The Charedim and Self-Sacrifice for Eretz Yisrael
Question: You often say that Eretz Yisrael requires self-sacrifice, and you quote numerous sources about this. Yet Charedi rabbis do not hold this way. Instead, they emphasize the Mitzvah of “Guard yourself very carefully” (Devarim 4:15). How can we know which is the right way?

Answer: I have never seen a halachic ruling by a Charedi rabbi stating that Eretz Yisrael does not require self-sacrifice. Moreover, throughout the generations, Charedim have shown self-¬sacrifice for Eretz Yisrael. They’ve moved here, lived here and established settlements here, all under dangerous conditions. Petach Tikva was founded by Charedim from Jerusalem in 5635, under danger of malaria, as the famous Hebrew song, “Yoel Moshe Solomon” relates.

Likewise, it was not always easy in Jerusalem itself, facing the hostility of Arab neighbors. The people suffered from contagious diseases, lethal plagues, attacks by bandits, poverty, lack of food, and worst of all, lack of water. Small children cried out day and night, “A little water!” Many families moved to Jaffa and Gaza. Out of despair they would drink from foul cisterns. In 5589 a miracle occurred through the disciples of the Vilna Gaon, and a spring poured forth outside the city for eight days, an hour and a half each day, enabling them to carry off thousands of flasks of water (see the book “Mossad Ha-Yesod,” pp. 124-125).

Here is a Charedi story:
During the 5689 riots, on Friday, the 17th of Av, rioters ran wild throughout the country, cruelly ransacking and murdering. In the afternoon, thousands of inflamed Arabs stormed out of the Mosque of Omar after being saturated with the hateful incitement of the Mufti, Haj Amin Al-Huseini, and marched forward, armed with knives and clubs. Most of them advanced towards the neighborhoods of Meah Shearim and Beit Yisrael, with cries of “Slaughter the Jews.” At the head of the inflamed throng marched an Arab sheik, waving a long sword and firing up the rioters not to have pity on men, women or children, since it was a holy war -- a jihad.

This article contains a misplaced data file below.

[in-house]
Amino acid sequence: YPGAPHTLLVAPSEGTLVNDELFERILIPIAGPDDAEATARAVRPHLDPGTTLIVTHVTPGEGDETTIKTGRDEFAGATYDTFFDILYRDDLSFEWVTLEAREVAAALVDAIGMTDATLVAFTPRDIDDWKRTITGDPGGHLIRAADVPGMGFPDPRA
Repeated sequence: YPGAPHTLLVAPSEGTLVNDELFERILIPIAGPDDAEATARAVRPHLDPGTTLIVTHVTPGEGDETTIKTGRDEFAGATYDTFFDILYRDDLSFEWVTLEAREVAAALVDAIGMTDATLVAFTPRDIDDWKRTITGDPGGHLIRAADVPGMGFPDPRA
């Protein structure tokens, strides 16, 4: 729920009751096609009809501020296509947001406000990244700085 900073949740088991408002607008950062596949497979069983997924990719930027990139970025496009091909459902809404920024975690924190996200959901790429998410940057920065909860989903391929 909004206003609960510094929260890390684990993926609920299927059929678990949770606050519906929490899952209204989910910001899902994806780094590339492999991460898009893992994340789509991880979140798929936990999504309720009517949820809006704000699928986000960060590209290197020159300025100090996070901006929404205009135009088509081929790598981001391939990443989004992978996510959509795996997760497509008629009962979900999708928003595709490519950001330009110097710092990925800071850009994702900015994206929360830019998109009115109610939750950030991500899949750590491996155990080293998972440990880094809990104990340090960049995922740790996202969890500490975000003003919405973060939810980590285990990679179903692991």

When the rioters reached the Italian hospital, two Charedi youths emerged from the flour mill at the southern edge of Meah Shearim and advanced towards the rioters. One of them, who had curly side-locks flowing from under his hat, pulled out a pistol and shot straight into the mouth of the sheik walking in front, and he died on the spot. The inflamed masses were seized with fright and they began to flee in the direction of Damascus Gate, while the two youths chased after them, throwing a hand grenade which killed three more rioters. Moreover, the rioters trampled one another to death during their escape.

That same bearded youth who fired the pistol was the saintly Rav Aharon Fisher, father of the illustrious Rav Yisrael Yaakov Fisher, Chief Rabbinic Justice of Edah Ha-Charedit in our own times.

The next day, the great Rav Yosef Chaim Zonnenfeld, who lived in the Old City, had to go to Meah Shearim as a Mohel. His family and friends were terribly worried about him, and they begged him not to go, but he insisted. He would not forego the Mitzvah.

The eighty-year-old rabbi, clad in his tallit, walked to Meah Shearim not by way of the Jaffa Gate, but by way of the Damascus Gate, a troublesome spot even in normal times. He walked calmly along the same route where thousands of murderers had walked, in order to fulfill the Mitzvah of circumcision, and he returned by way of the Jaffa Gate. When he was later asked why he went specifically by way of the Damascus Gate, he responded, “So that the Arabs would not think that they had succeeded in banishing the Jews from even one corner or street in Jerusalem.” And why had he returned by way of Jaffa Gate? “Such is my regular custom, in order to fulfill the words, “Walk around Zion. Circle her” (Tehillim 48:13) (Be-Dor Tahapuchot, Rav Shlomo Zalman Zonnenfeld, pages 226-229, 393-396).

It is well-known that the illustrious Rav Yosef Chaim Zonnenfeld was not a Zionist. Quite the contrary, he ascribed to the opposite view. He was the most Charedi of Charedim, and an opponent of Maran Ha-Rav Araham Yitzchak Ha-Cohain Kook.

To say that the Charedim did not sacrifice themselves for this Land is a severe libel. Meah Shearim was established on a spot where people were afraid of bandits. The Charedim sacrificed themselves for the Land, or more precisely, for the word of G-d, who commanded us to settle the Land.